Until now, I’ve never enjoyed being involved with retail banking institutions. Last year, I wanted to take my soon to be ex-wife’s name off our VISA account with a national bank.

Over a couple of weeks, I spent more than three hours on the phone with at least 10 people. The last one said that since she’d set up the joint account. I’d have to open a new one for myself.

So I got a VISA card from the Michigan State University Federal Credit Union (MSUFCU). A few months later I got to talking with a server in a restaurant in Boston’s Logan Airport and forgot to take my card with me when I left. Desperate to not repeat the card problem, I called the restaurant and begged them to overnight the card to me. I even used what I call the “age card.” I’m 82, just went through divorce and hell with the last card, I don’t think I can handle this. Sometimes that gets me sympathy. Not this time.

After sulking a day and mourning for two more I went to a nearby MSUFCU branch with hat in hand, hoping they’d expedite a new card for me within a week. I told the receptionist I probably needed to see the assistant manager to begin the process of replacing a lost card.

“No problem, Mr Waun,” she said. “Any of the tellers at any window can help you.” Ten minutes later I left with a new VISA account number, new card, and a warm and tingly feeling. Wow, superior service from a bank.

My banking problems, of course, rank somewhere between insignificant and “stop your whining” in present day, technology enthralled America.

About the same time, I learned that MSUFCU provided a gym acquaintance with much greater assistance. In his early 70s, his wife died after a few months illness. Within a year, a son died.  

His personal and financial life was in shambles. With the credit union’s help, the cash flow and bill-paying parts of his life were put in order.  Importantly, he knows where to go if he wants more help.  

I used their help another time when I wasn’t able to access my online account after they updated their security and password system. I prefer one-to-one assistance in an office over phone or online chats. A person spent an hour with me setting up a new password and wrestling with the system to make sure everything was working properly.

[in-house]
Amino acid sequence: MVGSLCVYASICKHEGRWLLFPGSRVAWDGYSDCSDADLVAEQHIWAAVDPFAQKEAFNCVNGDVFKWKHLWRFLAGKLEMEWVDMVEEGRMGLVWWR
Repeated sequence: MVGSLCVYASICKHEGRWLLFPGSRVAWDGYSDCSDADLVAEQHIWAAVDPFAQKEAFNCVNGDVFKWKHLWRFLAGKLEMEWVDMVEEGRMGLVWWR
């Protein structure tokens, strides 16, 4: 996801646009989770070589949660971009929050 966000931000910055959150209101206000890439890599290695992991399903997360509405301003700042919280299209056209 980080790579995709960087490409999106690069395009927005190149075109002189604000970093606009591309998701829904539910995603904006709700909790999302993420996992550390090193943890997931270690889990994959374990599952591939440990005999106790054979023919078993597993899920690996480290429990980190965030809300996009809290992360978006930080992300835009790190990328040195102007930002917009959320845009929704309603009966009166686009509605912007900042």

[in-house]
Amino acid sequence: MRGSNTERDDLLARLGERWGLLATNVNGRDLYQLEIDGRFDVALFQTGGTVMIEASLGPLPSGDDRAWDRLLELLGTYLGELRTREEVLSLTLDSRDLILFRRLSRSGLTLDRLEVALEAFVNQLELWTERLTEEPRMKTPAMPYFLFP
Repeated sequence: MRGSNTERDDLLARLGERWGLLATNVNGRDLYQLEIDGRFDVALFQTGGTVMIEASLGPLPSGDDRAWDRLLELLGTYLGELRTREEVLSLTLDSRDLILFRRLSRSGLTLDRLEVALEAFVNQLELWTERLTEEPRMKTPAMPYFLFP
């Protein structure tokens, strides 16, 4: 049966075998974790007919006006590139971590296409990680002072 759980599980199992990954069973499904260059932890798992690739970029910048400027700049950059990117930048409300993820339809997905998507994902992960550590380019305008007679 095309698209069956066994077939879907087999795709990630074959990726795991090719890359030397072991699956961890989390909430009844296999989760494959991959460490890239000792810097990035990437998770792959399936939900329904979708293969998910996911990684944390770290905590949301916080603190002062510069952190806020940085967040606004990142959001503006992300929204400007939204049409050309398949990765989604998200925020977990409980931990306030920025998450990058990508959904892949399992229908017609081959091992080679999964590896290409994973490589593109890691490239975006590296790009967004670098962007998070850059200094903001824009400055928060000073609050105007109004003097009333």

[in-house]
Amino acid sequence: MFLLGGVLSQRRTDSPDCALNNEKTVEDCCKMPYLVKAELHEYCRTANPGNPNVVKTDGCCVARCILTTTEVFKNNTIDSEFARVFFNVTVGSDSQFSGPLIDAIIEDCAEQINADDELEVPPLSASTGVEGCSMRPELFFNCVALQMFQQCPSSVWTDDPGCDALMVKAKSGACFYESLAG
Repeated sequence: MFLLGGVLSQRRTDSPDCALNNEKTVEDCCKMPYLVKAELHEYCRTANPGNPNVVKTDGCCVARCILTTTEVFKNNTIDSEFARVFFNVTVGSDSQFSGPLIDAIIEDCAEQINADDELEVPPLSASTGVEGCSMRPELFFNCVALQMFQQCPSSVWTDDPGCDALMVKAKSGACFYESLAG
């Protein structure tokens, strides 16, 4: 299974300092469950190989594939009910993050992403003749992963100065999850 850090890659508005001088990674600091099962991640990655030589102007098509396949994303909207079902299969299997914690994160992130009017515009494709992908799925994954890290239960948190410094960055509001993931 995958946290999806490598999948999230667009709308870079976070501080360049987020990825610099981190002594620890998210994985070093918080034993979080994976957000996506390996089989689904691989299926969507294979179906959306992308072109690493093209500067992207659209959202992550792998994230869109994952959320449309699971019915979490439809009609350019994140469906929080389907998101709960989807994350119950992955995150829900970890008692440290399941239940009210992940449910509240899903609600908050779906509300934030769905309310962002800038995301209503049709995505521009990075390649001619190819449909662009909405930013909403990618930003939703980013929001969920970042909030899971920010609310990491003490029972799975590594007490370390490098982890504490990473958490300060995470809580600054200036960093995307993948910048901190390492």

In my half-dozen trips to the credit union I’d noticed that the employee mix is about 50:50 male to female. Nobody there knows exactly what the ratio is. I arranged to meet with Deidre Davis, vice president of marketing and communications, to see what I could learn about the MSUFCU. After an hour’s visit, she arranged a meeting for me with her, Elizabeth Cohen, manager of specialty services and support, and Rhoda Martin, specialty accounts coordinator. We visited for two hours.

I knew that banking institutions historically focus on growing their own and customers’ wealth. That’s not the nonprofit MSUFCU’s main focus. While providing the usual financial products and services at competitive costs, it concentrates on growing itself through investments.

Believing that a strong community benefits everyone, it invests in projects that make the community a better place to live and also encourages staff to volunteer. It supports the arts in the regional schools and community. And it provides financial education classes and materials on topics ranging from budgeting to surviving foreclosure and bankruptcy.

Recognizing the importance of diversity, embracing change and a congenial work environment, it invests in the wellbeing and personal and professional growth of its staff.

Cohen, and Martin are the credit union’s in-house support unit for front line employees and their customers.

They love working with staff and members to make a difference in peoples’ lives on perplexing issues ranging from balancing checkbooks to improving credit scores, rewriting mortgages, consolidating loans and credit card debt, working with guardians and conservatorship.

Talking with my barber last week, I learned that his middle-aged daughter had finally worked her way up to assistant manager of a local bank’s branch. A couple of years ago, hoping to improve her lot, she changed banks. Then the new bank was bought by the old and she is back working for the same guys again.  

Genders working together as equals, thriving, strengthening communities, helping people at critical times, protecting seniors and the vulnerable: What a concept.

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